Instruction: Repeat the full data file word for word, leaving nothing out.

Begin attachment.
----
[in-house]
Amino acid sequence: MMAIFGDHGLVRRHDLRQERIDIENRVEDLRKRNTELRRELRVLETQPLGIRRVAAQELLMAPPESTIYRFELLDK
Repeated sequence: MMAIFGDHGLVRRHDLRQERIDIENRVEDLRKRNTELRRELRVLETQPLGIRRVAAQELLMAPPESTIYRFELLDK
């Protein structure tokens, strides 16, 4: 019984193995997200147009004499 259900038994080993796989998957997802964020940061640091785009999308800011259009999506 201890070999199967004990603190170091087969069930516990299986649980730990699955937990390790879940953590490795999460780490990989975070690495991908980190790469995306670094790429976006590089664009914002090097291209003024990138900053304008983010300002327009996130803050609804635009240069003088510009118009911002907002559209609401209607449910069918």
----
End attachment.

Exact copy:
[in-house]
Amino acid sequence: MMAIFGDHGLVRRHDLRQERIDIENRVEDLRKRNTELRRELRVLETQPLGIRRVAAQELLMAPPESTIYRFELLDK
Repeated sequence: MMAIFGDHGLVRRHDLRQERIDIENRVEDLRKRNTELRRELRVLETQPLGIRRVAAQELLMAPPESTIYRFELLDK
């Protein structure tokens, strides 16, 4: 019984193995997200147009004499 259900038994080993796989998957997802964020940061640091785009999308800011259009999506 201890070999199967004990603190170091087969069930516990299986649980730990699955937990390790879940953590490795999460780490990989975070690495991908980190790469995306670094790429976006590089664009914002090097291209003024990138900053304008983010300002327009996130803050609804635009240069003088510009118009911002907002559209609401209607449910069918």